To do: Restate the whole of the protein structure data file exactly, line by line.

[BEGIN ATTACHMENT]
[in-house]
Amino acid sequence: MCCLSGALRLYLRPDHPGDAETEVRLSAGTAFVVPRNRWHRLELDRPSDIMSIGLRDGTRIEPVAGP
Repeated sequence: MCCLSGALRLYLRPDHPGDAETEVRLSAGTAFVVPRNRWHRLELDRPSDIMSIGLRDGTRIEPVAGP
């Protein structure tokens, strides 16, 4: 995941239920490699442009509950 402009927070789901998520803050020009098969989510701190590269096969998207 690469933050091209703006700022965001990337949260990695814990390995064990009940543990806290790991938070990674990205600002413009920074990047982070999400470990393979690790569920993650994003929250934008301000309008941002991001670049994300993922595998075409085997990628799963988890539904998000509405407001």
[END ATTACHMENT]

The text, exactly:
[in-house]
Amino acid sequence: MCCLSGALRLYLRPDHPGDAETEVRLSAGTAFVVPRNRWHRLELDRPSDIMSIGLRDGTRIEPVAGP
Repeated sequence: MCCLSGALRLYLRPDHPGDAETEVRLSAGTAFVVPRNRWHRLELDRPSDIMSIGLRDGTRIEPVAGP
């Protein structure tokens, strides 16, 4: 995941239920490699442009509950 402009927070789901998520803050020009098969989510701190590269096969998207 690469933050091209703006700022965001990337949260990695814990390995064990009940543990806290790991938070990674990205600002413009920074990047982070999400470990393979690790569920993650994003929250934008301000309008941002991001670049994300993922595998075409085997990628799963988890539904998000509405407001």